Response to: Conversation Deliberately Skirts the Border of Incomprehensibility (SlateStarCodex)
“Why don’t people just say what they mean?”
I don’t mean they don’t want to. I don’t mean that they choose not to. I don’t even mean they have been socially conditioned not to. I mean they literally have no way to do the thing.
I don’t even mean that they don’t know how in some sense, that they have not realized the possibility. It is literally impossible to “just” say what you mean. With work, you can mostly just say what you mean, but even that is hard.
This is because humans are not automatically strategic or automatically scientific but by default humans are automatically doing lightning fast implicit probabilistic analysis on social information in the background of every moment of their lives. Most of them would not describe it that way, but that is a thing that is going on.
So let’s take the example that starts the quote in Scott’s article: Bob is watching a television show and Alice asks what he is watching.
My experience says that most of the time, this primarily really is a request for information. Alice wants to know what show Bob is watching.
It also raises the probability that Alice will want to watch the show with Bob, conditional on what show Bob is watching; there is even a chance that Alice knows what show it is, and is using the question to open the conversation for this purpose. Certainly, this would be a reasonable thing to do, were Alice potentially interested in watching with Bob. Alice could also simply be making conversation, and want something else entirely. For all we know, she just wants to make a new friend, or plans to distract him and stab him with a knife.
Alice is providing at least very weak evidence in favor of those possibilities, and many others, while providing evidence against everything else.
That doesn’t mean Alice wanted to send all of those messages, but whichever one Alice had in mind, there was no way for her to send only that message – any other thing she could have said would also have had lots of likelihood ratios attached to it.
Then, in turn, Bob’s response does all of these same things. Telling Alice what the show is gives her that information, which may or may not have been what she wanted. It also indicated that Bob was willing to talk to Alice and to spend minimal effort to give her information, and the tone and detail of how he did that will also be information. It also means Bob turned down the opportunity to interact in some other way, which is information.
The majority of the time, Alice primarily wanted to know what Bob was watching, but to find out, she had no choice but to send out a message with all these other implications as well. Bob was happy to provide the name of the show, but in doing so is also leaking tons of information, no matter how he does it.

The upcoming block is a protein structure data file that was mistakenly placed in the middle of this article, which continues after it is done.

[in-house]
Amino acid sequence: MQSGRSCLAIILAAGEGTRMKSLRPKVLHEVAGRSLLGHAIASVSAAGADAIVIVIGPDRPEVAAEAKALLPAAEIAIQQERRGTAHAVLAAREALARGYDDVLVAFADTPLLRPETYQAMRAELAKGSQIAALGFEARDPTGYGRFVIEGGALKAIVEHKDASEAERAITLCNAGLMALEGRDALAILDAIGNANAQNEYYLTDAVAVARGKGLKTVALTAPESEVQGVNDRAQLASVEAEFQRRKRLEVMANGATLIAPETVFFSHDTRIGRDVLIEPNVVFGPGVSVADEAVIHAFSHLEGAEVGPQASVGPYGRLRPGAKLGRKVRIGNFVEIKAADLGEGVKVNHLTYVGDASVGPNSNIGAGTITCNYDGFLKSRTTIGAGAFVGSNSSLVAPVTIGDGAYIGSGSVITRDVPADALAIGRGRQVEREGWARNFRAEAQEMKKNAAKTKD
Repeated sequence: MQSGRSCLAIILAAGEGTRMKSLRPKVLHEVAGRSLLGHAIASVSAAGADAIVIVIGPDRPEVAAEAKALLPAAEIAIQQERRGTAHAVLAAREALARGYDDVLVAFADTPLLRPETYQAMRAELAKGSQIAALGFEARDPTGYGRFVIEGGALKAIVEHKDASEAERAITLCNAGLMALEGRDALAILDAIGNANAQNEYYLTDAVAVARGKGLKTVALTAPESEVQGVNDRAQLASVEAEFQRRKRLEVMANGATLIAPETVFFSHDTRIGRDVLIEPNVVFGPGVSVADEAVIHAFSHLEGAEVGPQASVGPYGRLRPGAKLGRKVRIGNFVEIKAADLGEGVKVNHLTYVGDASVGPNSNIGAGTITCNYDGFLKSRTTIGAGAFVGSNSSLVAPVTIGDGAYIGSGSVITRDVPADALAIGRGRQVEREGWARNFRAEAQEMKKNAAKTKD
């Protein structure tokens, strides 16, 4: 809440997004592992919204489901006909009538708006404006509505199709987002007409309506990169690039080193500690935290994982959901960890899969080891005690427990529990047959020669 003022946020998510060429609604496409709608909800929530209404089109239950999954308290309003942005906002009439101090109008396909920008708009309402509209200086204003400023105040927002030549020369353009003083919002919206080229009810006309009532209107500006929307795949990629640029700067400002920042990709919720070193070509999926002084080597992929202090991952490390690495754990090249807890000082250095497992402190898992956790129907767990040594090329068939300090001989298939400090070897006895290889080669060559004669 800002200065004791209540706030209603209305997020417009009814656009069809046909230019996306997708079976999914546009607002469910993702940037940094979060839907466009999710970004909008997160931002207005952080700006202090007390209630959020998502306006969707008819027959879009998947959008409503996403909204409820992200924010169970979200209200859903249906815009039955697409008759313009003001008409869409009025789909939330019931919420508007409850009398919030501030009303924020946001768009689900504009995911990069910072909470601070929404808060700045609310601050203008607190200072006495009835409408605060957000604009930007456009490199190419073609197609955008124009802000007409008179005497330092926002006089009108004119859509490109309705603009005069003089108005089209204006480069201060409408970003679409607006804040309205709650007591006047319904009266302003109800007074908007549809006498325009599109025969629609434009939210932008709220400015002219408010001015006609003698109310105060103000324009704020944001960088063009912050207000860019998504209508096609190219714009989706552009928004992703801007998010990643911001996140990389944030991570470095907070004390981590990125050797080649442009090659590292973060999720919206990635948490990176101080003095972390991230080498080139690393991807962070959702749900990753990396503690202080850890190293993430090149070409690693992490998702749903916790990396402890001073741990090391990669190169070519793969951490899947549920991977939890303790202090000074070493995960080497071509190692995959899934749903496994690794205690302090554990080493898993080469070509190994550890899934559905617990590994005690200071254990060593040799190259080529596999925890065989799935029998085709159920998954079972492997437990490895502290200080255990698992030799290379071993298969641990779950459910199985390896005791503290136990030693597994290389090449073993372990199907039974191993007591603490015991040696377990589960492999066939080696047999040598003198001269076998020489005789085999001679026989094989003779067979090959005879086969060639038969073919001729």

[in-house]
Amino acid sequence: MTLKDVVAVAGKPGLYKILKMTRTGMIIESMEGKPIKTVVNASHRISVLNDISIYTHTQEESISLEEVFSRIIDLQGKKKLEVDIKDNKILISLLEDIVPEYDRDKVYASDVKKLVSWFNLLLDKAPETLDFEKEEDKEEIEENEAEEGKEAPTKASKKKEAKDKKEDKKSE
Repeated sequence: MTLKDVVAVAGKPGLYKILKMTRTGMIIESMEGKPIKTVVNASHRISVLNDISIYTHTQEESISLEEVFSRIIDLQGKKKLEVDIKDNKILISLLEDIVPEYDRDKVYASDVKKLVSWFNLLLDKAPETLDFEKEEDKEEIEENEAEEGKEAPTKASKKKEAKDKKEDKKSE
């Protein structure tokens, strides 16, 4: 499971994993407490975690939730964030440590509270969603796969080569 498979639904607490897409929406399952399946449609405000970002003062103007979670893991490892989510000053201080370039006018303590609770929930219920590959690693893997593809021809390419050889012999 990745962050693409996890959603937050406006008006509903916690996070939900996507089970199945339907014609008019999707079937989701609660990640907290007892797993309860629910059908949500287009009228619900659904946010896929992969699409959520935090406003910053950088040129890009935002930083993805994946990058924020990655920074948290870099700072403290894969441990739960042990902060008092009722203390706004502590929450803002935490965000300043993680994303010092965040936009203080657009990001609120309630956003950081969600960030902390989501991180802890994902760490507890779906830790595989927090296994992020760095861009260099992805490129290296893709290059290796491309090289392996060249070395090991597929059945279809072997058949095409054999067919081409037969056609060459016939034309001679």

There is no such thing as someone just saying what they mean in a normal social context. None.
None of that requires any ulterior motives on Alice or Bob’s part, either selfish or selfless. Alice and Bob can both want to have the literal ask-then-answer interaction on its own level with no implications, but that only happens if at least one of them is blindly throwing out tons of evidence that humans do not naturally throw out.
If Alice is sufficiently blind to social cues and these sorts of implications (no need to put a label on this) and Bob knows this then Alice can ask not knowing about the other implications of the question, and Bob can know that Alice doesn’t know those implications, which in turn means that Bob only has to update on the information that Alice wants to know what show Bob is watching enough to ask Bob for that information, and Bob can then answer knowing that Alice won’t update on the fact that Bob is answering, so Bob doesn’t have to worry about the other implications of what Alice is saying, so no information leaks from either side and you can have a ‘clean’ transaction born of a combination of ignorance and knowledge of that ignorance (the reverse case, or both being blind to cues, also work).
Mostly. You still can’t actually get the name of the show without Bob updating on the fact that Alice asked the question, and Alice updating on Bob being willing to answer. You can only contain that effect.
That’s the best case scenario for isolated communication, where everyone involved wants it to happen, and isn’t worried at all about putting someone else in an awkward situation or needing to make sure the other party has an easy way out or what not. In the normal case you are completely screwed.
Of course, when I say completely screwed, I mean forced to engage in all of this hyper-rich communication with lots of detail and implication that allows the parties involved to accomplish a lot with few words and little time. If all of the moves available to you chance a thousand variables, that is both blessing and curse, and the better you know the game and the other players, the more the game becomes efficient and positive-sum.
The option you do not have, unless you want to take your ball and go home, is not to play.